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U.S. appeals court rules against Trump in foreign payments case

U.S. appeals court rules against Trump in foreign payments case
FILE PHOTO: U.S. President Donald Trump speaks at the 2019 House Republican Conference Member Retreat dinner in Baltimore, Maryland, U.S., September 12, 2019. REUTERS/Leah Millis -
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LEAH MILLIS(Reuters)
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By Andrew Chung and Jan Wolfe

NEWYORK (Reuters) – A U.S. federal appeals court on Friday revived a lawsuit claiming President Donald Trump violated the U.S. Constitution by profiting from foreign and domestic officials who patronized his hotels and restaurants, adding to the corruption claims against Trump.

The New York-based 2nd U.S. Circuit Court of Appeals set aside a lower court ruling that had thrown out the case because the people who sued could not prove they were harmed by Trump’s actions and his role as president.

The lawsuit, initially filed by plaintiffs including the watchdog group Citizens for Responsibility and Ethics in Washington, accused the Republican president of failing to disentangle himself from his hotels and other businesses, making him vulnerable to inducements by officials seeking to curry favour.

The case alleged violations of the U.S. Constitution’s anti-corruption “emoluments” provisions, which ban the president from accepting gifts or payments from foreign governments without congressional consent.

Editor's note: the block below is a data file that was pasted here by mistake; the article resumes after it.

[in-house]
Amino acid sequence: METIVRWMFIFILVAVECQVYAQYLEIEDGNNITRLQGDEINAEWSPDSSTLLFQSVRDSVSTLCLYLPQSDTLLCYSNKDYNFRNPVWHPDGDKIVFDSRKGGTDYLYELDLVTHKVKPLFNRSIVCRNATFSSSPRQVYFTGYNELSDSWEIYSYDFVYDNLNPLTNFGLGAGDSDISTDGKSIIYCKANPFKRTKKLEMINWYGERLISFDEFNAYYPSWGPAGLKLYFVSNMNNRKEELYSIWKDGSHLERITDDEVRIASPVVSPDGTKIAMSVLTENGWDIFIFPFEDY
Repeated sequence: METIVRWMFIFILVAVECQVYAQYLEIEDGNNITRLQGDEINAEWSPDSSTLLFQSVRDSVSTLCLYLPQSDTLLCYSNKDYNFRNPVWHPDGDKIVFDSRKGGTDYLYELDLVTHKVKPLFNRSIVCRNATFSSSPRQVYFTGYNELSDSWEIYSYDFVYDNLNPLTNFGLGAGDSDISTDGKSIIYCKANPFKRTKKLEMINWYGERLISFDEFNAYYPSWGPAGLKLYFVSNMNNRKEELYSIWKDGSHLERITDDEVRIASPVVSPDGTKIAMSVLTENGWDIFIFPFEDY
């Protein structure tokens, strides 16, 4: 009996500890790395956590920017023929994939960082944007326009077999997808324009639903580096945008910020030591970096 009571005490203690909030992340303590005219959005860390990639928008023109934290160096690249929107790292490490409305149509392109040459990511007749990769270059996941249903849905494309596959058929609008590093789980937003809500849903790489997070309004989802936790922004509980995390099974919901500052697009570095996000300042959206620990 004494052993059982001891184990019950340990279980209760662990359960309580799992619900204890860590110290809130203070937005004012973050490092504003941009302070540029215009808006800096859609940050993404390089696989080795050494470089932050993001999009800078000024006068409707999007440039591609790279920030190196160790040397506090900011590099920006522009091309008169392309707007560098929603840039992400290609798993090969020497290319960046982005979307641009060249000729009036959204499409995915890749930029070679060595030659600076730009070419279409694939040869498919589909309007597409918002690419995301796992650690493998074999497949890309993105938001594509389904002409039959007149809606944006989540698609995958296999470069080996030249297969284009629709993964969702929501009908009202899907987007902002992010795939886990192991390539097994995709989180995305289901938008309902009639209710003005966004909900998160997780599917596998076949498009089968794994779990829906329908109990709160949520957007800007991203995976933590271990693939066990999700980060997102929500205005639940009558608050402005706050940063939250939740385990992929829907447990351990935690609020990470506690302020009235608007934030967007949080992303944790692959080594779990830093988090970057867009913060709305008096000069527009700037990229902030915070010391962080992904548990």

The Justice Department, which is defending Trump in the case, could appeal to the U.S. Supreme Court.

A Justice Department spokeswoman did not immediately respond to a request for comment.

Trump, a wealthy real estate developer who as president regularly visits his own hotels, resorts and golf clubs, maintains ownership of his businesses but has ceded day-to-day control to his sons. Critics have said that is not a sufficient safeguard.

Friday’s ruling comes in a lawsuit filed days after Trump took office in January 2017. The plaintiffs included a New York hotel owner, an events booker in Washington and a restaurant trade group that allege lost patronage, wages and commissions from clients who now prefer Trump’s businesses over theirs because of the ability to gain the president’s favour.

The plaintiffs cite examples of foreign government entities, including the Embassy of Kuwait and a delegation from Malaysia, choosing Trump’s properties, such as the Trump International Hotel in Washington, over other venues.

The Justice Department had urged the appeals court to bury what it called a “manufactured lawsuit” because the plaintiffs cannot show that the harms they incurred can be traced to Trump’s financial interest in his businesses rather than other reasons.

(Reporting by Andrew Chung and Jan Wolfe; Editing by Raissa Kasolowsky and Andrea Ricci)

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